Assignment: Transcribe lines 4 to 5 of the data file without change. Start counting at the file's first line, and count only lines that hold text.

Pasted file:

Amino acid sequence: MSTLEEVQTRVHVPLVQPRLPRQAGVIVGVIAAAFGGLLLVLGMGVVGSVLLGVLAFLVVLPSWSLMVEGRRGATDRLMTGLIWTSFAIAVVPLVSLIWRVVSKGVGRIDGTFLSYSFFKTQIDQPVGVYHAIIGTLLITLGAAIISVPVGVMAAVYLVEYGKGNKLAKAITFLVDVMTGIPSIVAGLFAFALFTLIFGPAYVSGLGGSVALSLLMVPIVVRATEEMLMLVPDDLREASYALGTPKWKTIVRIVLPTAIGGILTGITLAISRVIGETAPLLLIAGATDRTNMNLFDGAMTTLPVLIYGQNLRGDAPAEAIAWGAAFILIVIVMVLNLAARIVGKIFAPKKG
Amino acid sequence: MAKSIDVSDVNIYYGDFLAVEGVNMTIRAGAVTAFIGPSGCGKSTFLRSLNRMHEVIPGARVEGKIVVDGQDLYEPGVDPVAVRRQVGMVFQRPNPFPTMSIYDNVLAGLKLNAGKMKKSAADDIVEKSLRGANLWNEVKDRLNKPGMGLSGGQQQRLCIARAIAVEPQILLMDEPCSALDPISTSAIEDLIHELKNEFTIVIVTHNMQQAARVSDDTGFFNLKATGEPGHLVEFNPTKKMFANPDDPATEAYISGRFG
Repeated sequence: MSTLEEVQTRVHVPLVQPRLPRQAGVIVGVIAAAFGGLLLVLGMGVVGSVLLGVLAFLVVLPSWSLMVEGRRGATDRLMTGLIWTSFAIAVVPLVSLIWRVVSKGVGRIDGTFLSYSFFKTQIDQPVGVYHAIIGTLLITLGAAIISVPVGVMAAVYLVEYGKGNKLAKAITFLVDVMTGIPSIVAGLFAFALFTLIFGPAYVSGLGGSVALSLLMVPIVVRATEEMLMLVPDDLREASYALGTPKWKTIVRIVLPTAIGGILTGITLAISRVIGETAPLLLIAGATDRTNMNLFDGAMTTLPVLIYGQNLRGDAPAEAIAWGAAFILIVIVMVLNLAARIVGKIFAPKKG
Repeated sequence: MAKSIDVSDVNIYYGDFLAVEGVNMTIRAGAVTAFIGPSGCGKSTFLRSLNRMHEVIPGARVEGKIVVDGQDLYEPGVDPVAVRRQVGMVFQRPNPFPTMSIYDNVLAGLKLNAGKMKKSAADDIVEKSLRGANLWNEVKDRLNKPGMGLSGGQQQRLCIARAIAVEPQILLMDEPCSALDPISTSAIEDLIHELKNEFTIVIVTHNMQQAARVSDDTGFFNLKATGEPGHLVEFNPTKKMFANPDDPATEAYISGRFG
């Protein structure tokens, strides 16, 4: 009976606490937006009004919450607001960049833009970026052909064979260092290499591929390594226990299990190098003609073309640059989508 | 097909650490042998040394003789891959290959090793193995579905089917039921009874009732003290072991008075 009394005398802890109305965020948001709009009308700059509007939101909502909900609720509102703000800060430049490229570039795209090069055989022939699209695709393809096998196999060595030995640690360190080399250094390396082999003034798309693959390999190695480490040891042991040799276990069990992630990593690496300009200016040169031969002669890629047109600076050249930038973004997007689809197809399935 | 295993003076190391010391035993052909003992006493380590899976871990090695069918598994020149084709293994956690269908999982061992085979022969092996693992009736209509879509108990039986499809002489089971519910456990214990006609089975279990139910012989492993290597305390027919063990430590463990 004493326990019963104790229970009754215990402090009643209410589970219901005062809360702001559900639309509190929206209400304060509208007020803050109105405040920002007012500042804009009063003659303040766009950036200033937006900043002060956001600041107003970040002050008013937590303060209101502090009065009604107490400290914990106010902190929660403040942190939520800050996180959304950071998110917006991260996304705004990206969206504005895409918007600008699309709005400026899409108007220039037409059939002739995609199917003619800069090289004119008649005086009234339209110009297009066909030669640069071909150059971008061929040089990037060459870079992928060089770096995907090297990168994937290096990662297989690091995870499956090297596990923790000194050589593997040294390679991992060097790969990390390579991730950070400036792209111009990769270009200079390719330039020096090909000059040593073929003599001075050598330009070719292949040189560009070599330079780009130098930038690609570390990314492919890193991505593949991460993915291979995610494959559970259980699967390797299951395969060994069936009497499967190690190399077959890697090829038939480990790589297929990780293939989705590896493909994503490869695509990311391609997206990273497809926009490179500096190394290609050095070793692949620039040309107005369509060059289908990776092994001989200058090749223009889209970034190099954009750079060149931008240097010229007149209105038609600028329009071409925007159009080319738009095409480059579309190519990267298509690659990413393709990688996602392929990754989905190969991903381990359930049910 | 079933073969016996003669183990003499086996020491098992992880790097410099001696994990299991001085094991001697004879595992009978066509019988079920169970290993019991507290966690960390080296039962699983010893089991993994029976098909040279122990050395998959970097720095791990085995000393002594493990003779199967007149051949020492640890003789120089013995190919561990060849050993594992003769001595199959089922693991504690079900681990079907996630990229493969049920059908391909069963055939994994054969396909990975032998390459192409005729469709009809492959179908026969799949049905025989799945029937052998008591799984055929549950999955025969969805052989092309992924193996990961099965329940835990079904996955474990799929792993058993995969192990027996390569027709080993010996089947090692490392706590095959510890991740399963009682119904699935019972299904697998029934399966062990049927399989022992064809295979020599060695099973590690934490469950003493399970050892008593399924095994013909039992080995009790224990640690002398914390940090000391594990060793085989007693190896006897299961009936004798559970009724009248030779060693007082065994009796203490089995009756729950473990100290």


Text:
Repeated sequence: MAKSIDVSDVNIYYGDFLAVEGVNMTIRAGAVTAFIGPSGCGKSTFLRSLNRMHEVIPGARVEGKIVVDGQDLYEPGVDPVAVRRQVGMVFQRPNPFPTMSIYDNVLAGLKLNAGKMKKSAADDIVEKSLRGANLWNEVKDRLNKPGMGLSGGQQQRLCIARAIAVEPQILLMDEPCSALDPISTSAIEDLIHELKNEFTIVIVTHNMQQAARVSDDTGFFNLKATGEPGHLVEFNPTKKMFANPDDPATEAYISGRFG
């Protein structure tokens, strides 16, 4: 009976606490937006009004919450607001960049833009970026052909064979260092290499591929390594226990299990190098003609073309640059989508 | 097909650490042998040394003789891959290959090793193995579905089917039921009874009732003290072991008075 009394005398802890109305965020948001709009009308700059509007939101909502909900609720509102703000800060430049490229570039795209090069055989022939699209695709393809096998196999060595030995640690360190080399250094390396082999003034798309693959390999190695480490040891042991040799276990069990992630990593690496300009200016040169031969002669890629047109600076050249930038973004997007689809197809399935 | 295993003076190391010391035993052909003992006493380590899976871990090695069918598994020149084709293994956690269908999982061992085979022969092996693992009736209509879509108990039986499809002489089971519910456990214990006609089975279990139910012989492993290597305390027919063990430590463990 004493326990019963104790229970009754215990402090009643209410589970219901005062809360702001559900639309509190929206209400304060509208007020803050109105405040920002007012500042804009009063003659303040766009950036200033937006900043002060956001600041107003970040002050008013937590303060209101502090009065009604107490400290914990106010902190929660403040942190939520800050996180959304950071998110917006991260996304705004990206969206504005895409918007600008699309709005400026899409108007220039037409059939002739995609199917003619800069090289004119008649005086009234339209110009297009066909030669640069071909150059971008061929040089990037060459870079992928060089770096995907090297990168994937290096990662297989690091995870499956090297596990923790000194050589593997040294390679991992060097790969990390390579991730950070400036792209111009990769270009200079390719330039020096090909000059040593073929003599001075050598330009070719292949040189560009070599330079780009130098930038690609570390990314492919890193991505593949991460993915291979995610494959559970259980699967390797299951395969060994069936009497499967190690190399077959890697090829038939480990790589297929990780293939989705590896493909994503490869695509990311391609997206990273497809926009490179500096190394290609050095070793692949620039040309107005369509060059289908990776092994001989200058090749223009889209970034190099954009750079060149931008240097010229007149209105038609600028329009071409925007159009080319738009095409480059579309190519990267298509690659990413393709990688996602392929990754989905190969991903381990359930049910 | 079933073969016996003669183990003499086996020491098992992880790097410099001696994990299991001085094991001697004879595992009978066509019988079920169970290993019991507290966690960390080296039962699983010893089991993994029976098909040279122990050395998959970097720095791990085995000393002594493990003779199967007149051949020492640890003789120089013995190919561990060849050993594992003769001595199959089922693991504690079900681990079907996630990229493969049920059908391909069963055939994994054969396909990975032998390459192409005729469709009809492959179908026969799949049905025989799945029937052998008591799984055929549950999955025969969805052989092309992924193996990961099965329940835990079904996955474990799929792993058993995969192990027996390569027709080993010996089947090692490392706590095959510890991740399963009682119904699935019972299904697998029934399966062990049927399989022992064809295979020599060695099973590690934490469950003493399970050892008593399924095994013909039992080995009790224990640690002398914390940090000391594990060793085989007693190896006897299961009936004798559970009724009248030779060693007082065994009796203490089995009756729950473990100290």